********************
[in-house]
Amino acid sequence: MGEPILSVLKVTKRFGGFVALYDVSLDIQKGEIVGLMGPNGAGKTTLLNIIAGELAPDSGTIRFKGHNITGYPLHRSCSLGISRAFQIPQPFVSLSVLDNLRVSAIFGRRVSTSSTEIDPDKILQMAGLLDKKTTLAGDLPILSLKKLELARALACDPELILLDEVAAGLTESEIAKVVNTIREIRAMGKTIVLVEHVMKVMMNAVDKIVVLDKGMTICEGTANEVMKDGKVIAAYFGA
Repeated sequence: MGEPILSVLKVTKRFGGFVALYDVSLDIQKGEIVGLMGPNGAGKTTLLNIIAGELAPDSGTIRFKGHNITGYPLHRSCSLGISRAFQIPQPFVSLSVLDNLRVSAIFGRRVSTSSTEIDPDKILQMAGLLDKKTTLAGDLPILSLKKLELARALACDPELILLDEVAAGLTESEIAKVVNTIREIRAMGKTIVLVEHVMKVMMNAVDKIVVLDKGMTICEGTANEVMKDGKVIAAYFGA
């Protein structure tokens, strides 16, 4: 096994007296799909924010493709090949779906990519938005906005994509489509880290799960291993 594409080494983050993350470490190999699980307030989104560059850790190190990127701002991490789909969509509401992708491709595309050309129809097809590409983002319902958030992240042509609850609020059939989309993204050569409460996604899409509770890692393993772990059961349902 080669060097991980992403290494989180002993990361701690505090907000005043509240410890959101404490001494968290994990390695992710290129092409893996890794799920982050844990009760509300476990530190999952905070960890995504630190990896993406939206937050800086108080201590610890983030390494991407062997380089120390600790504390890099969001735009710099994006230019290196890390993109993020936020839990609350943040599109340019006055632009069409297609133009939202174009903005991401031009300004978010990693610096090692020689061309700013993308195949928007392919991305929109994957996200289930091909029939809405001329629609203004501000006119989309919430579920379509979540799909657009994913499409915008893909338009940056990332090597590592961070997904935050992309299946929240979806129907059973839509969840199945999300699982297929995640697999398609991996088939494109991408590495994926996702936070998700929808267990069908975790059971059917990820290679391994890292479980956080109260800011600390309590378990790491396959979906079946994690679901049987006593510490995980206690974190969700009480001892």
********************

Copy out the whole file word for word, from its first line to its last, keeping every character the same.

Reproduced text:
[in-house]
Amino acid sequence: MGEPILSVLKVTKRFGGFVALYDVSLDIQKGEIVGLMGPNGAGKTTLLNIIAGELAPDSGTIRFKGHNITGYPLHRSCSLGISRAFQIPQPFVSLSVLDNLRVSAIFGRRVSTSSTEIDPDKILQMAGLLDKKTTLAGDLPILSLKKLELARALACDPELILLDEVAAGLTESEIAKVVNTIREIRAMGKTIVLVEHVMKVMMNAVDKIVVLDKGMTICEGTANEVMKDGKVIAAYFGA
Repeated sequence: MGEPILSVLKVTKRFGGFVALYDVSLDIQKGEIVGLMGPNGAGKTTLLNIIAGELAPDSGTIRFKGHNITGYPLHRSCSLGISRAFQIPQPFVSLSVLDNLRVSAIFGRRVSTSSTEIDPDKILQMAGLLDKKTTLAGDLPILSLKKLELARALACDPELILLDEVAAGLTESEIAKVVNTIREIRAMGKTIVLVEHVMKVMMNAVDKIVVLDKGMTICEGTANEVMKDGKVIAAYFGA
């Protein structure tokens, strides 16, 4: 096994007296799909924010493709090949779906990519938005906005994509489509880290799960291993 594409080494983050993350470490190999699980307030989104560059850790190190990127701002991490789909969509509401992708491709595309050309129809097809590409983002319902958030992240042509609850609020059939989309993204050569409460996604899409509770890692393993772990059961349902 080669060097991980992403290494989180002993990361701690505090907000005043509240410890959101404490001494968290994990390695992710290129092409893996890794799920982050844990009760509300476990530190999952905070960890995504630190990896993406939206937050800086108080201590610890983030390494991407062997380089120390600790504390890099969001735009710099994006230019290196890390993109993020936020839990609350943040599109340019006055632009069409297609133009939202174009903005991401031009300004978010990693610096090692020689061309700013993308195949928007392919991305929109994957996200289930091909029939809405001329629609203004501000006119989309919430579920379509979540799909657009994913499409915008893909338009940056990332090597590592961070997904935050992309299946929240979806129907059973839509969840199945999300699982297929995640697999398609991996088939494109991408590495994926996702936070998700929808267990069908975790059971059917990820290679391994890292479980956080109260800011600390309590378990790491396959979906079946994690679901049987006593510490995980206690974190969700009480001892």